Learn what each vitamin does and how to make sure you’re getting enough.

Talk to your doctor before supplementing any of these essential vitamins.We all know that vitamins are important, but what do each of the 13 essential vitamins actually do? And what foods contain these essential vitamins? Let’s take a look!

First, here’s a quick list of the 13 essential vitamins:

  1. Vitamin A
  2. Vitamin C
  3. Vitamin D
  4. Vitamin E
  5. Vitamin K
  6. Thiamin
  7. Riboflavin
  8. Niacin
  9. Pantothenic acid
  10. Vitamin B6
  11. Biotin
  12. Folate
  13. Vitamin B12

As a quick note: before you start taking vitamin supplements or make any dietary changes, it’s a good idea to check in with your doctor. Everyone’s nutritional needs are different, so you’ll want to see which supplemental vitamins, if any, your doctor recommends for you before you take them.

Vitamin A
As a kid, you may have been told some version of “eat your carrots so you can see in the dark!” While you might still be working on that night vision, it turns out Vitamin A, found in carrots, is essential for good vision, as well as immune health and cell growth.

Sources of Vitamin A include:

  • Leafy greens
  • Red and orange fruits/vegetables (tomatoes, red peppers, mango, etc.)
  • Liver
  • Eggs
  • Black-eyed peas
  • Fortified foods

Vitamin C
Vitamin C might be the most famous one of the bunch — we know it’s in oranges, sailors used to get scurvy without it, and many of us take extra at the first sign of a runny nose. Also known as ascorbic acid, Vitamin C is an antioxidant that protects your heart and immune system, assists in tissue growth and wound healing, and maintains bones and teeth.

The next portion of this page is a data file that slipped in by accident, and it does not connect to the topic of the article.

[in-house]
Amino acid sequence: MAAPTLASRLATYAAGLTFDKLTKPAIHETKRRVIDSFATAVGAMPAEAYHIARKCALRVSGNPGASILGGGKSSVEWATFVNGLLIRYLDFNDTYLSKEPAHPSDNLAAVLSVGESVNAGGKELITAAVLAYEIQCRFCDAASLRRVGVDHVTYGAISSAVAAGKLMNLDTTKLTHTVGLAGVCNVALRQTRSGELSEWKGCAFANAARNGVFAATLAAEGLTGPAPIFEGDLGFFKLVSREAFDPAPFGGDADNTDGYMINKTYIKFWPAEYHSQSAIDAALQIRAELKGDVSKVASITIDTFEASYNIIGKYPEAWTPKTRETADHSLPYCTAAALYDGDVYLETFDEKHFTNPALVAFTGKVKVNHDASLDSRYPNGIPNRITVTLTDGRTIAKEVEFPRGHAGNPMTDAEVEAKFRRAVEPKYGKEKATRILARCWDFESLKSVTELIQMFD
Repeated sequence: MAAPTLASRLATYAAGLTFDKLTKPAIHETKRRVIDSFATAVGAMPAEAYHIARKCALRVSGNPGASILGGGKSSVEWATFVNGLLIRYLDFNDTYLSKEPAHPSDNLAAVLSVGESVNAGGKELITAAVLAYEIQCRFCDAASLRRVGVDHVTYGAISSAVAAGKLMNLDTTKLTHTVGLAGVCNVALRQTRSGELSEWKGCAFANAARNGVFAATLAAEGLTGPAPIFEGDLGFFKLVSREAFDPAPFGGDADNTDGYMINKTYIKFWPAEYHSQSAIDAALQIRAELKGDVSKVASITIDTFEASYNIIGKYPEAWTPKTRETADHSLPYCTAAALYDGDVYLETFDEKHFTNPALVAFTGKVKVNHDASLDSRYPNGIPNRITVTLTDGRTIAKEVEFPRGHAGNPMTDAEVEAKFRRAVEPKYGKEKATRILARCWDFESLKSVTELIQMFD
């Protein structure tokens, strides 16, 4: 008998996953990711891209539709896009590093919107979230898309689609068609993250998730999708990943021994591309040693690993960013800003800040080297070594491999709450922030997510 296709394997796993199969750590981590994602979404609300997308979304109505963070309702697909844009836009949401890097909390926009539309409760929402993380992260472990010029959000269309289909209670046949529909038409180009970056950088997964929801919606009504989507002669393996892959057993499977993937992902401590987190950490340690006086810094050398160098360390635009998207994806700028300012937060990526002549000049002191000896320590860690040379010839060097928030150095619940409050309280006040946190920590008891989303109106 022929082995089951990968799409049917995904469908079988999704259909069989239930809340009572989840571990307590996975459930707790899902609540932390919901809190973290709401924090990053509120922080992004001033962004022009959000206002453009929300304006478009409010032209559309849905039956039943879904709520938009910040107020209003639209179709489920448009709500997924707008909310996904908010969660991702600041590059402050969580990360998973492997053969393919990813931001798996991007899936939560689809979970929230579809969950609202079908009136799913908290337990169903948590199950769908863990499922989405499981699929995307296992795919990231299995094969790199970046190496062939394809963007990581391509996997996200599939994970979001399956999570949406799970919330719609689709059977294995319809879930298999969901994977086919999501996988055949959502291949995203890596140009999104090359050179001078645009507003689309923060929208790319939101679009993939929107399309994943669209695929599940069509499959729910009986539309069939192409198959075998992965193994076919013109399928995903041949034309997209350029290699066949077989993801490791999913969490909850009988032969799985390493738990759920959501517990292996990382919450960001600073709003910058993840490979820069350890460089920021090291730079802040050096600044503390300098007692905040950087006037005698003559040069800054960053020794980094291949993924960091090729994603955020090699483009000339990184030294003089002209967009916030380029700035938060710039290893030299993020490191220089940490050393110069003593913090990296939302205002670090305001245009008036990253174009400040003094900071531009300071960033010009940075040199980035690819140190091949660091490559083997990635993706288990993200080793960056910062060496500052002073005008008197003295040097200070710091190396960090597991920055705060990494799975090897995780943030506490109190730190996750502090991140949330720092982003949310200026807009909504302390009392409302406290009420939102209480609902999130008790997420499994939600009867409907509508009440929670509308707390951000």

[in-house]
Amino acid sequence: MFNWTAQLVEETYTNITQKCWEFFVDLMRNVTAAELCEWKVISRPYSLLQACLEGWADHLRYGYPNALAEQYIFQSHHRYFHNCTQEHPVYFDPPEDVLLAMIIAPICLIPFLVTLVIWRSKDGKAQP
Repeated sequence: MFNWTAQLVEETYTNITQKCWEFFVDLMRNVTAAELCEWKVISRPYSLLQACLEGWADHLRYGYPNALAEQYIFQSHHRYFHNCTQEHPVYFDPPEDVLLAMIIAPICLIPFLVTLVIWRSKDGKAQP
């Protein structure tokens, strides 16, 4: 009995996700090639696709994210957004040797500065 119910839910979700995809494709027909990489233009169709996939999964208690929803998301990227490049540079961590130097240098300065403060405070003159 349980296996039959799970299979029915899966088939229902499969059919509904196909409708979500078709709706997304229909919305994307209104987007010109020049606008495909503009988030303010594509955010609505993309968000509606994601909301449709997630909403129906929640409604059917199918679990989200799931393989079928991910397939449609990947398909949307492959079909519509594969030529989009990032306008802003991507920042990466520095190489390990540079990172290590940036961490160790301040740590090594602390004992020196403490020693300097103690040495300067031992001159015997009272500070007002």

Sources of Vitamin C include:

  • Citrus fruits
  • Cruciferous veggies like broccoli and Brussels sprouts
  • Strawberries
  • Potatoes

Vitamin D
Also known as the “sunshine vitamin,” Vitamin D is hard to get from food sources alone. Our bodies synthesize it after spending time in the sun (ideally three times a week for 10-15 minutes), and it’s commonly recommended to take a supplement in the winter. Vitamin D reduces inflammation and helps our bodies absorb calcium, which is necessary for strong bones and teeth.

Sources of Vitamin D include:

  • Sunlight
  • Fish
  • Mushrooms
  • Eggs
  • Fortified foods

Vitamin E
The antioxidant alpha-tocopherol is the form of Vitamin E that our bodies can use. It helps synthesize red blood cells and protects our bodies from dangerous free radicals that contribute to chronic disease.

Sources of Vitamin E include:

  • Nuts (almonds, peanuts)
  • Sunflower seeds and oils
  • Avocados
  • Asparagus
  • Spinach and collard greens
  • Mangos

Vitamin K
Most of us have experienced a cut or wound at some point in our lives, and you can thank Vitamin K for helping you heal! Its primary function is synthesizing some of the proteins you need for blood clotting.

Sources of Vitamin K include:

  • Leafy greens like kale, collard greens, spinach, cabbage, and lettuce
  • Broccoli and Brussels sprouts
  • Green beans and peas

Thiamin (B1)
The rest of the essential vitamins, starting with thiamin, are all in the B vitamin family. They’re grouped together because while they do have different functions, many B vitamins are found in the same foods and support each other.

If you’re a pasta lover, then B vitamins like thiamin might be your personal favorites; they enable our bodies to turn carbohydrates into energy! Thiamin also supports heart, nervous system, and muscle function.

Sources of thiamine include:

  • Lentils, beans, and peas
  • Salmon
  • Enriched cereals, breads, and rice